- Angst? What Angst?:
- Hopkins dies, goes to Heaven, and comes back. He hardly seems concerned about the implications of this.
- Hopkins accidentally murders his own fiancée, but aside from uttering an monotone "Oh no," he doesn't seem particularly concerned.
- When you meet her later in the afterlife, neither does she.
- Anti-Climax Boss: The climactic battle against the villain is a scripted sequence in which Hopkins wins with no input from the player, or loses if you forget to disable the resurrection machine first.
- Complete Monster: Bernie Berckson, the head of a evil organization, has discovered a method of coming Back from the Dead. This allowed him to "survive" his own execution and escape from prison after being sentenced to death for nuking California and killing some 50,000 people. When FBI Agent J. Hopkins's girlfriend Samantha gets too close to discovering his hideout, he has her captured and uses her to play a sick game with Hopkins. He has four random women murdered, hides their bodies all over the city and sends Hopkins on a macabre scavenger hunt where he has to perform various tasks to discoverer the corpses, with the promises that the last corpse will reveal Samantha's location. Instead, however, he tricks Hopkins into killing his girlfriend by instructing him to shoot a paper target with the tied-up Samantha behind it. As a final insult Hopkins finds a video on her corpse in which Bernie gleefully mocks him. Bernie could've killed both Samantha and Hopkins at any point he wanted, but instead decided to murder several innocents just so he could play his little game, proving that he truly is a monster.
- Designated Hero: Hopkins is described as a "modern day hero and full time righter-of-wrongs" on the back of the package, and he is congratulated by his fellow law enforcers for his work. In reality, he's a buffoon who botches a hostage negotiation, commits several crimes himself, and gets several innocents killed (including his fiancée Samantha) through his own dumb mistakes while failing to follow proper law enforcement procedure every step of the way.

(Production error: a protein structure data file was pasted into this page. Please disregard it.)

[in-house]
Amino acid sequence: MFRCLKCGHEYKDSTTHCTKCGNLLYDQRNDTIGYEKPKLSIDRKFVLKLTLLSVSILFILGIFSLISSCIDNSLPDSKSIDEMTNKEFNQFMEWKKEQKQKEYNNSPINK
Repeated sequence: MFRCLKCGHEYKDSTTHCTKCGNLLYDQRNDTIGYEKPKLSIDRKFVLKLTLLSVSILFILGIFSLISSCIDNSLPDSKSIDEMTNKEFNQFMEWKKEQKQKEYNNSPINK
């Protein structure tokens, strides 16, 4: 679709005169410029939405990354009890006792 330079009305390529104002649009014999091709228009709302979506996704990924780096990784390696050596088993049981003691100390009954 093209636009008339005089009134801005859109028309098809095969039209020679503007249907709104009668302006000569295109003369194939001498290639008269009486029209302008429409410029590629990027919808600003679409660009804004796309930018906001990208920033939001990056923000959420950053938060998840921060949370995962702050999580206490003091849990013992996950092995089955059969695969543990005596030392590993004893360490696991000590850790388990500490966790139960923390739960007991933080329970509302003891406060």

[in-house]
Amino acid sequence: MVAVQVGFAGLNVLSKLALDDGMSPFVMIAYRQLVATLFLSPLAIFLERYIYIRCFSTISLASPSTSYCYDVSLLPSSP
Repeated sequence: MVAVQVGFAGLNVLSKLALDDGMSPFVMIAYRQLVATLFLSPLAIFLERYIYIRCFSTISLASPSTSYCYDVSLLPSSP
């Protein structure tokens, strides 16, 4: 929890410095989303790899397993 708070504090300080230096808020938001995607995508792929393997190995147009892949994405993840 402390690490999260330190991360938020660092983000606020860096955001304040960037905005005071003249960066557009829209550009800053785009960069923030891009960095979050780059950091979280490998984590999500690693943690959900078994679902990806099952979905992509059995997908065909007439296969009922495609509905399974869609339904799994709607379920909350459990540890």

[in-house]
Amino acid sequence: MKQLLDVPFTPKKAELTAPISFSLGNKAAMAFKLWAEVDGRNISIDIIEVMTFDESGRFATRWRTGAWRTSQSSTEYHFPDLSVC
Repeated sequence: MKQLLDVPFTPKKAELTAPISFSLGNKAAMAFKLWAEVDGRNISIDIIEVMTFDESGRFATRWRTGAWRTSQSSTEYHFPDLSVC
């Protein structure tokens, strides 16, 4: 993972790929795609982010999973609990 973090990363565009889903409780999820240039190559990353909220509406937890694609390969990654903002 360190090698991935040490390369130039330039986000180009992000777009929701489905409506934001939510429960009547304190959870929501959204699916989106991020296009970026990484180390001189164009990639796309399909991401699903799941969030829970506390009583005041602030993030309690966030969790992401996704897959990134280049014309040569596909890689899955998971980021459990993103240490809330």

- Ear Worm: "I Can't Control Myself" by The Troggs is pretty hard to get out of your head.
- Fetish Retardant: Most people would assume that the murder victims that Hopkins "investigates" were intended as Fan Disservice; however, the way they're presented and how Hopkins barely reacts to the violent fates these poor women suffer (such as the helicopter pilot, whose body was desecrated afterwards) seems to indicate that disservice was not what the game was aiming for. The results are as repulsive as you'd think.
- Germans Love David Hasselhoff: Originally developed and released in France, the game became quite popular in Poland as a high-profile release from CD Projekt, complete with an Ensemble Cast of actors providing the voices (albeit the final result was not as well received as other fully dubbed titles released by CD Projekt at the turn of the century).
- Narm: The plot gets so ridiculous at times that one can't help but laugh. The many typos in the English version's dialogue don't help, and neither do the absurd puzzle solutions.
- Just one example: The evil terrorist's name is Bernie Berckson (although, this being a French game, it might more be a case of Unfortunate Names as extremely few non-native speakers of English are aware of the vulgar connotations of the word "berk").
- How do you gain access to an all-powerful machine? Bribe its only guard with peanuts.
- How do you gain access to a secret island factory? Just steal a scientist's coat. No need for a mask or anything.
- So Bad, It's Good: One of the very few video game examples of this trope that manage to be ridiculously designed and written while staying perfectly playable throughout their entire run.
- Unfortunate Implications: As PC Gamer points out in this article, the game sexualizes violence against women and uses absurd amounts of female nudity, especially in situations that in no way call for fanservice
YMMV / Hopkins FBI